Chapter 7 “Keynesian theory overruns the classics” explains how Keynes’s The Theory General Theory of Employment, Interest and Money (1936) in merely a decade and a half could change economics to the core. The chapter provides a historical overview of the core players and their roles in producing the revolution. It thereby explains the mechanics by which the Keynesian revolution was brought about.
Chapter 8 “The basis for Keynes’s success: why was Keynes able to succeed” continues where chapter 7 left off by taking the discussion of “who” to “how.” Kates here discusses Keynes’s position and influence in the economics discipline, the temper of the times, the connection with Kuznets’s development of the GDP measure and how it was implemented as “basically a reflection of Keynesian theory” (p. 179), and the role of statistics and mathematics.
Chapter 9 “Classical theory and the role of government” deals with another common misconception of classical economics: that the classical economists were highly skeptical of government and public spending. Kates here argues that classical economics was not laissez faire economics but, in contrast, that the classical economists saw a major role for government and public spending.
Chapter 10 “Austrian economic theory and the classical economic tradition” addresses the special role of Austrian economics, which, by placing entrepreneurship at the center of a market process of production, is arguably the most classical of contemporary schools of thought in economics. Nevertheless, although Kates notes that “Austrian economists to a large extent assume the whole of the classical supply-side understanding of the operation of a market economy” (p. 11) and that “[t]he Austrian theory of the cycle sits entirely within the classical framework” (p. 213), he also maintains that “[t]he Austrian tradition, especially given how it has evolved since the nineteenth century, is entirely different from the classical tradition in the English-speaking world” and, Kates says, “[t]his cannot be emphasized enough” (p. 208). This difference primarily rests on the Austrians’ focus on marginal utility, which Kates argues necessarily shifts economic theorizing away from the supply side.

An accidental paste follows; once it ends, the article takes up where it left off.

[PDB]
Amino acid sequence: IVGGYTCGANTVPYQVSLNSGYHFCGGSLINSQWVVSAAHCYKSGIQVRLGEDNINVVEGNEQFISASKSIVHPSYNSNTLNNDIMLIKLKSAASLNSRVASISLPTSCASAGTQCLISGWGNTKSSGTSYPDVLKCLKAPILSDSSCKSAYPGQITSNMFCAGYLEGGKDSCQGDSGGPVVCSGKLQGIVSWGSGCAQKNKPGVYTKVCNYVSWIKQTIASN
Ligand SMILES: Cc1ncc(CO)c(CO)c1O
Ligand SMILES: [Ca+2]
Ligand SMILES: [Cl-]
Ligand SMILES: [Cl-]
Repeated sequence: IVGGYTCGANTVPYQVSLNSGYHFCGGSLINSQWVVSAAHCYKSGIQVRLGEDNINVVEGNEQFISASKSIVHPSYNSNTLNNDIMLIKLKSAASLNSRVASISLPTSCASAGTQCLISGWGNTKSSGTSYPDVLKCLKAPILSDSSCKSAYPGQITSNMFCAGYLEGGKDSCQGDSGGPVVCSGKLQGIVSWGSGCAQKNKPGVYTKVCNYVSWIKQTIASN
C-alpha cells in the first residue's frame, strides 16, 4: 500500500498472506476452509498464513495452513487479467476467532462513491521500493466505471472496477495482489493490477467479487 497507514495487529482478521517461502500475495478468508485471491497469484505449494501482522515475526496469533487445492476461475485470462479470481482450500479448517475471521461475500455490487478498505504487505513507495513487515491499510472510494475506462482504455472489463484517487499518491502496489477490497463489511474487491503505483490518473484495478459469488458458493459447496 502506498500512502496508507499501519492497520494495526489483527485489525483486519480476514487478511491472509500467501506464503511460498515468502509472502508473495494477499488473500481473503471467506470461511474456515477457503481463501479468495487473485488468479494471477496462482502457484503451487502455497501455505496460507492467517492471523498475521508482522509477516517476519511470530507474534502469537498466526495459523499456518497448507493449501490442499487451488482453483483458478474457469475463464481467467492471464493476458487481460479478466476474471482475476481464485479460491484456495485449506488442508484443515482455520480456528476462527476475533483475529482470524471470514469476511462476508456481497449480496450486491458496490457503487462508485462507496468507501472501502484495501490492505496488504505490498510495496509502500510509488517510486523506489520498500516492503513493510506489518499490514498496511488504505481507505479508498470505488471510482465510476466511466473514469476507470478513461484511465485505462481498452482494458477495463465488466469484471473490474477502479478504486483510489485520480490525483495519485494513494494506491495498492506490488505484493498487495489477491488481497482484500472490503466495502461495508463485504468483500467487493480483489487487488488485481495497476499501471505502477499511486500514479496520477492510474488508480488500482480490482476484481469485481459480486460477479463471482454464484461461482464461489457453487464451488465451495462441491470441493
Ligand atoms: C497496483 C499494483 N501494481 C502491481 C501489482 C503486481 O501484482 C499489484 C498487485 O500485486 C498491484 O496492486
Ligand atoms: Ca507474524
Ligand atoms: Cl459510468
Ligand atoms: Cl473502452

Chapter 11 “An overview of classical economic theory” is a proper conclusion to the book’s argument. The three main perspectives in the book come together in an enlightening discussion on how classical economics understands the operations of an economy, the process of economic growth, and, importantly, the classical theory of the business cycle. This is also where the classical understanding gets to stand on its own, independently and without supports. Contrasted with the marginal and Keynesian revolutions, the classical framework is presented as a valid and relevant alternative despite its 150 years of obscurity.
This book is the natural conclusion and apex of Kates’s decades-long provocative research program intent on resurrecting Say’s Law and reviving the classical understanding of the economy. The work ties together and extends several of the arguments from the author’s previous books and articles and does so in a readable and interesting format. Many of the arguments are well received and both interesting and thought-provoking. Kates goes well beyond his previous writings and takes several of the arguments to their logical conclusion.
Although the book is excellent, it is not entirely without flaws. Several of the points could have benefited from elaboration whereas others could have been stated more effectively. Some readers might find the indirect and elaborate “European” style of writing frustrating, especially if they are used to the “American” style.
In this reviewer’s humble opinion, the only major weakness of the book is the chapter on Austrian economics. Kates uses too much space to discuss the politics of Austrian economists, which, because the chapter directly follows chapter 9’s discussion on the role of government for classical economists, gives the impression that the critique is primarily political. But this is not the case. Kates’s critique is based in the school’s founding contribution to the marginal revolution. Because marginal analysis is based on marginal utility, the economic analysis necessarily moves from supply-side in the direction of demand-side reasoning. Therefore, Kates reasons, the Austrian school is complicit in the shift away from proper classical economics. The argument is interesting but would require more elaboration to be persuasive. It is not helped by the author’s seeming urgency to side with Hayek against Mises while the actual discussion, at least in this reviewer’s reading, appears to align more closely with Mises. But this is mostly a somewhat puzzling detail, which does not take away from the main argument.
Classical Economic Theory and the Modern Economy should be a welcome addition to the reading lists of both amateurs and professional economists, whether one’s interest is in macroeconomics or the history of economic thought. Although the book is a worthwhile read on its own without familiarity with Kates’s work, this reviewer believes it really shines when read as a sequel and conclusion to the author’s previous contributions.